Re: Diminishing ROI with NO Automation in Agile development
- Perhaps I work in a different type of IT shop than the typical developer, but I'm really astonished that in 2010 someone can suggest that we can live without automated tests. (The comment is not directed at you, Don.)
Our system consists of over 2 million lines of code. A single test plan for a single complex feature takes ~70 pages to print, given that there are hundreds of variations.
If you printed the entire set of tests (single sided), it would be over 6 feet tall. I know, we did it once for fun, and to provide a important visual clue. :-)
Before we automated the vast majority of the tests, it would take over a month to manually execute the test suite.
Now, how on earth can someone suggest that they're doing agile development, delivering working software every few weeks, when the execution of manual tests alone would account for weeks of time?
On top of that, the vast majority of (regression) tests do not fail when they're run each the end of each iteration. What a colossal waste of time it would be to have your talented team poking away at the system, when they could be adding value elsewhere.
--- In firstname.lastname@example.org, "Don MacIntyre" <don@...> wrote:
> I describe the need for the adoption of automated testing and other XP practices to new Scrum teams something like this...
> If you don't adopt the practices that are best suited for iterative development, you may experience an initial burst in productivity, but you will likely soon discover that you are just building crap faster than you were before.
> I feel that continuous integration and automated testing are necessary for iterative development.
> You can do typical unit testing and have your CI system kick off other automated suites (we currently use selenium) but the biggest bang for the buck is Test Driven Development.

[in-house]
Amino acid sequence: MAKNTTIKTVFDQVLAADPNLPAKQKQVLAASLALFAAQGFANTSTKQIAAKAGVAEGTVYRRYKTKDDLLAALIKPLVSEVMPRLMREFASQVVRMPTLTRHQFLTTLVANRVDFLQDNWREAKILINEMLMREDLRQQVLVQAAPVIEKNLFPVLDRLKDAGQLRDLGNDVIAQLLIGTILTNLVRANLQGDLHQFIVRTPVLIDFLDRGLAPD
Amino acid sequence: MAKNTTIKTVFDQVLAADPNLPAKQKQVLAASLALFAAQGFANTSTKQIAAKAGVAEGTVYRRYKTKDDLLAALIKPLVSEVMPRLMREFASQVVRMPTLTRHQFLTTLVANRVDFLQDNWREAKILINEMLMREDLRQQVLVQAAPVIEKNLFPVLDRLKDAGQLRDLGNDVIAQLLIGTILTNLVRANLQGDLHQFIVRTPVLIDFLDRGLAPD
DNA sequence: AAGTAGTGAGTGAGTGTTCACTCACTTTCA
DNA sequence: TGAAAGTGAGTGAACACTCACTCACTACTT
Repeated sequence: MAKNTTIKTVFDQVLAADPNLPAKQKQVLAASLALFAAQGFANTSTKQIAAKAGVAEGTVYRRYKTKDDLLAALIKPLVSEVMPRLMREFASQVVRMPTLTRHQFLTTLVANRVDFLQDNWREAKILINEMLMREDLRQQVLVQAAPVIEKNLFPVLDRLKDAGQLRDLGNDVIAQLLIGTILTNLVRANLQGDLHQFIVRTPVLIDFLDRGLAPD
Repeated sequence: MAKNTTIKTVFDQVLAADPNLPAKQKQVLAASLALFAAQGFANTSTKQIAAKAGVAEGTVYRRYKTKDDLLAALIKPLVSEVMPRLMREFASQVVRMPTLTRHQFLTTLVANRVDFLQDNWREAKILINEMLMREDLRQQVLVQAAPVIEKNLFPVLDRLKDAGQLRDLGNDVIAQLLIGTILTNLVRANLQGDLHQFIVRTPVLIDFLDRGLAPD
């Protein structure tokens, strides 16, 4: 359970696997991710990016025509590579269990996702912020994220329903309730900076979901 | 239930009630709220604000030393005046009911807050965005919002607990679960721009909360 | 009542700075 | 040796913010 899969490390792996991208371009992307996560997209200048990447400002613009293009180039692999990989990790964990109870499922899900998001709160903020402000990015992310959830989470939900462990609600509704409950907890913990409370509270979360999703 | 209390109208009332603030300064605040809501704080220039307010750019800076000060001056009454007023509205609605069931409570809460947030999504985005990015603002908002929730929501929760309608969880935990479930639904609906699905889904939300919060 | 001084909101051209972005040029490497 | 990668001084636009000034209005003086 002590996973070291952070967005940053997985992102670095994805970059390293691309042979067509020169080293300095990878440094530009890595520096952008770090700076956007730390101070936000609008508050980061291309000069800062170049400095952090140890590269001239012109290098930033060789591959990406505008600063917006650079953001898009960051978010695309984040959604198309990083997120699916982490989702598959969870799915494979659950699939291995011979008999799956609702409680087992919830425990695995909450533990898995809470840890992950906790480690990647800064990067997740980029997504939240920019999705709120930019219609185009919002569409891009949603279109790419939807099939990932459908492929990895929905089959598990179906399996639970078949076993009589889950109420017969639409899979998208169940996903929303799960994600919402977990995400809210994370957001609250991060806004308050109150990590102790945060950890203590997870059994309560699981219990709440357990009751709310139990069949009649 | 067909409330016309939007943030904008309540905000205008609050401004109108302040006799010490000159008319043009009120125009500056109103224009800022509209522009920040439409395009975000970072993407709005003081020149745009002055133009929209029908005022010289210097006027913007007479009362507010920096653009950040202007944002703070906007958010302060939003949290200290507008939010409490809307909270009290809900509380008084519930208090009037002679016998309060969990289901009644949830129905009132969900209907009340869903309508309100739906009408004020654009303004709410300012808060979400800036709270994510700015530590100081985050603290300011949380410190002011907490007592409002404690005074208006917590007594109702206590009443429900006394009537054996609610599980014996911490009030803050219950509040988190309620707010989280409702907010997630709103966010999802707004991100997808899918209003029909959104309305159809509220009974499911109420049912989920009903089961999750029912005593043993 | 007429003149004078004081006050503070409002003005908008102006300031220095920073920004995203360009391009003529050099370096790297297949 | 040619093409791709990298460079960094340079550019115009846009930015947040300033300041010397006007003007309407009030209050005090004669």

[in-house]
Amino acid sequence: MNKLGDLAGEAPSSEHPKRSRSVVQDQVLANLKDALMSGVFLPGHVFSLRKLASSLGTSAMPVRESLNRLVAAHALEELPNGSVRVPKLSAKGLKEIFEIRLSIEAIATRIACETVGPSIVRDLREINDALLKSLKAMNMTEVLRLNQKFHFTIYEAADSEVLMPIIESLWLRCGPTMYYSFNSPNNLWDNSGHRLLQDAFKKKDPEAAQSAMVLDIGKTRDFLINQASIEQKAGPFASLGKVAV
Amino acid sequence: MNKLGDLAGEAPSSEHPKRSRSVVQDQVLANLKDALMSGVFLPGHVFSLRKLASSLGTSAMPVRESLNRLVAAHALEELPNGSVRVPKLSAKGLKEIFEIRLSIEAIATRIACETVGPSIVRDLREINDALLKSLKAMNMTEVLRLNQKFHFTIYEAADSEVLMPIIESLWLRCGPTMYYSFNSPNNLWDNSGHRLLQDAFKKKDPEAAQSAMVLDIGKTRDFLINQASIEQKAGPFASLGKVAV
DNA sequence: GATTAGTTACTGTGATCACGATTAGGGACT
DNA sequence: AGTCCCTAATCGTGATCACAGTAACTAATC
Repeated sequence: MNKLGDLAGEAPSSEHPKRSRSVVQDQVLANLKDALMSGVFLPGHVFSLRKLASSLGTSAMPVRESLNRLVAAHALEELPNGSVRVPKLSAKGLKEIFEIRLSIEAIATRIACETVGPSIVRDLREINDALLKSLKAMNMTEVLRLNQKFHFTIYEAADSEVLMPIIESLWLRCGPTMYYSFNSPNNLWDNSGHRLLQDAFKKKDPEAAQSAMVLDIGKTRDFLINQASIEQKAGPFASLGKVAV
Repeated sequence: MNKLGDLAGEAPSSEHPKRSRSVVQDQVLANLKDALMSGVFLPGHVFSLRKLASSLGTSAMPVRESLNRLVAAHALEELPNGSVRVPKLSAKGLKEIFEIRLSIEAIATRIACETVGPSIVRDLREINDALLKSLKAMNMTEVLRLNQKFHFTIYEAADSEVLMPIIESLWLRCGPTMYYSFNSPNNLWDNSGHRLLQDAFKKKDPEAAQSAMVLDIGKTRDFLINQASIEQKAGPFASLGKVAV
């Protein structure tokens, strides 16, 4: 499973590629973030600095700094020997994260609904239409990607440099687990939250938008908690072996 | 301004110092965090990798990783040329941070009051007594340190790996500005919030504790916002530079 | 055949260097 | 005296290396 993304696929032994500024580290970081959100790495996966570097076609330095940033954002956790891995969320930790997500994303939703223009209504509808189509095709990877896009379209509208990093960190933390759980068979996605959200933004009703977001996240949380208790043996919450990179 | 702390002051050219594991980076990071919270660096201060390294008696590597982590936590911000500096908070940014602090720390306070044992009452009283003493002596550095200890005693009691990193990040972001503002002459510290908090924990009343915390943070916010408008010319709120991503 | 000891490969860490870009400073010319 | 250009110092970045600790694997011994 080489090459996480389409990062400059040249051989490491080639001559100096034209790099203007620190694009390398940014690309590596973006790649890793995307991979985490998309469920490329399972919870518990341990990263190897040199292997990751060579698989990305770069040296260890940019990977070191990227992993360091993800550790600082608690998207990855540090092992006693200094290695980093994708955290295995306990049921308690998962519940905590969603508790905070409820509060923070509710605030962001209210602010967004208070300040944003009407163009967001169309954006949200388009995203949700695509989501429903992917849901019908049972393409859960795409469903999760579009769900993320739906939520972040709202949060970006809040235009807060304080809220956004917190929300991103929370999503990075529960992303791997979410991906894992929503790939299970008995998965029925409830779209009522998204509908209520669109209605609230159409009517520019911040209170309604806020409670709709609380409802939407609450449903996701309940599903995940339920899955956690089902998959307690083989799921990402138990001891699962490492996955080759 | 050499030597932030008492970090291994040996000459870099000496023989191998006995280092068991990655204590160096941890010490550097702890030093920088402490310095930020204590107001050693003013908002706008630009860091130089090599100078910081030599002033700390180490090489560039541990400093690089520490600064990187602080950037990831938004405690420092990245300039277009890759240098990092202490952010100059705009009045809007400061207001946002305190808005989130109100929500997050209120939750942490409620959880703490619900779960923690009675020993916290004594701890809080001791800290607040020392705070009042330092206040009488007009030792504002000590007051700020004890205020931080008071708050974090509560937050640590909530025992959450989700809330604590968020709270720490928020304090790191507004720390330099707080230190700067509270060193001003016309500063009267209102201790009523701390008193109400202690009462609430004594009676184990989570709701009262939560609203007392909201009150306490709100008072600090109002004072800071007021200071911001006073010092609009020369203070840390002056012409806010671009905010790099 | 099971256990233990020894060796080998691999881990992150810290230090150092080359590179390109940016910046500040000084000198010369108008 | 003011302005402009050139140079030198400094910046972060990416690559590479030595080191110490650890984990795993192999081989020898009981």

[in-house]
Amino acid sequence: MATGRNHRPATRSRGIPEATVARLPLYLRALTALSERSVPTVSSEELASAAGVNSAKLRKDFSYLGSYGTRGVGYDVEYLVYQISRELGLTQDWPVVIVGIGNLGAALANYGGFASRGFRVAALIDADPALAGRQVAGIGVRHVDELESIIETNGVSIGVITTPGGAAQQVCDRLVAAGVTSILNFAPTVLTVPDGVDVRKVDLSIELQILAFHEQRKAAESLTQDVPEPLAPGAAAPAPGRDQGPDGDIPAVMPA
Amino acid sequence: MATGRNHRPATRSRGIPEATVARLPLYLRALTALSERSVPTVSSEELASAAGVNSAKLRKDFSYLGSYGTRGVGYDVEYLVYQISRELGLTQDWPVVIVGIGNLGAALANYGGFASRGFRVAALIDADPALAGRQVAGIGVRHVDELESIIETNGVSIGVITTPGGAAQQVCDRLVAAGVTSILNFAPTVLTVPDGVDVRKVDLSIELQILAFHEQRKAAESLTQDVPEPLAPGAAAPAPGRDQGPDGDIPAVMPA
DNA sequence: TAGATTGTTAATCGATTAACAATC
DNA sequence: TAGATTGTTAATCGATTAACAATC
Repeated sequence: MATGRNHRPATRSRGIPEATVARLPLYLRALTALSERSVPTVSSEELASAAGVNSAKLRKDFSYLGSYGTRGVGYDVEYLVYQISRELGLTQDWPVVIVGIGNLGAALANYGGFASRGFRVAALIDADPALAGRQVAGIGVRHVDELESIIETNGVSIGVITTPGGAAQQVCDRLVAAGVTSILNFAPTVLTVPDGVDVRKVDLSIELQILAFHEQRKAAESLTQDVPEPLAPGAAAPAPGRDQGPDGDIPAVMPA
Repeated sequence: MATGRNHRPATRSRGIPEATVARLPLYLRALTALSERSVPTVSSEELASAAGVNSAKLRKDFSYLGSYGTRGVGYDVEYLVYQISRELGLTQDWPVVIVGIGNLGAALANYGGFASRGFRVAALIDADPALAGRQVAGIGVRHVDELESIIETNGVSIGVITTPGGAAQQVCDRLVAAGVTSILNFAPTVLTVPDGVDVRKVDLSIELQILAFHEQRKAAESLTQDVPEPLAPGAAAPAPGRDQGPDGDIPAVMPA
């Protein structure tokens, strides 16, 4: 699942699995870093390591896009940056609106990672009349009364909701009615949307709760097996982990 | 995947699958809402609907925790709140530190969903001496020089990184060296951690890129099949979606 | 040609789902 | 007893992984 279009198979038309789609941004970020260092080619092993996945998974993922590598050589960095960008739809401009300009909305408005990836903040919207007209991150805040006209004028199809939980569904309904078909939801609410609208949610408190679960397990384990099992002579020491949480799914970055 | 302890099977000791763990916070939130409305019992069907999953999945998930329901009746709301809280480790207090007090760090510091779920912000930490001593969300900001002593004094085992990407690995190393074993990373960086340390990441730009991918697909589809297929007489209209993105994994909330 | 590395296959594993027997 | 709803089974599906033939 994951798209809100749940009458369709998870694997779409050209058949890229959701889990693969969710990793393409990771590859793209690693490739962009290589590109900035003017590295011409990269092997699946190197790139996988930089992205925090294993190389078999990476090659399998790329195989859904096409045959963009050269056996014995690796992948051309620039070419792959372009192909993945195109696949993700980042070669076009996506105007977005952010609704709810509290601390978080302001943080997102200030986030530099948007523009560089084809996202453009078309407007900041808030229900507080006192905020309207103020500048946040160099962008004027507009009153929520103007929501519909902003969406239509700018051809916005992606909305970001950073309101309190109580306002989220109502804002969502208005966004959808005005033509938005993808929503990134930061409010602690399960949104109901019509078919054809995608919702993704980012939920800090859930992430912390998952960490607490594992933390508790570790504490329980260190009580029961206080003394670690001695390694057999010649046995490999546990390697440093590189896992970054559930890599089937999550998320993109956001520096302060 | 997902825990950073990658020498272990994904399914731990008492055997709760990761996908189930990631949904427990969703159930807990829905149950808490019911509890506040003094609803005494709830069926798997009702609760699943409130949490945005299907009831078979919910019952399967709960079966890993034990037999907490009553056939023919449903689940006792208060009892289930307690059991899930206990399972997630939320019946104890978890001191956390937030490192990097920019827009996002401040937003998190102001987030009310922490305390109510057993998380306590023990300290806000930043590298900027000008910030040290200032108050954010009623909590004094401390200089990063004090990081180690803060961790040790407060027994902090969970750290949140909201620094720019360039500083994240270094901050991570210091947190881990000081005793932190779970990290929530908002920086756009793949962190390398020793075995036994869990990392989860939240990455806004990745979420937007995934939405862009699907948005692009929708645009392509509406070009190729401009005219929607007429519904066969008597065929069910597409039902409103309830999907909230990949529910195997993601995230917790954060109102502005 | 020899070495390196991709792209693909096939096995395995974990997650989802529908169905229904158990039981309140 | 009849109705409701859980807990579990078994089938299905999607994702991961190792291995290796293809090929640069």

> My current teams have been slow to totally embrace TDD, so I'm making a real push now with weekly how-to sessions. One of the guys will also spend the next 3 days at Ron and Chet's Agile Skills class. Hopefully that will be enough to drive it home. ;)
> --- In email@example.com, Ron Jeffries <ronjeffries@> wrote:
> > Hello, Adam. On Monday, October 4, 2010, at 2:46:42 PM, you wrote:
> > >> It does
> > >> mean, however, that if a team is new to automated testing, almost
> > >> every test they are not doing probably should be automated, because
> > >> they will be so far behind that they are likely not doing very much
> > >> really good testing.
> > >>
> > > I had to read this sentence several times to make sure I parsed it
> > > correctly. I'll say what I think you mean, and then you can correct me
> > > ;-)
> > > I think you are saying that any test that is not being done manually
> > > should be automated, because otherwise there will be too many tests
> > > that are not getting done. Is that right?
> > Let me try.
> > If your team is new to automated testing, it is likely that most
> > every test you are now doing should be automated. The reason is that
> > if you are testing manually, you are probably doing very few tests
> > that only a human can do.
> > So my advice would be to err on the side of over-automating for a
> > while.
> > Ron Jeffries
> > www.XProgramming.com
> > www.xprogramming.com/blog
> > [S]oftware engineering ... "How to program if you cannot." -- Edsger Dijkstra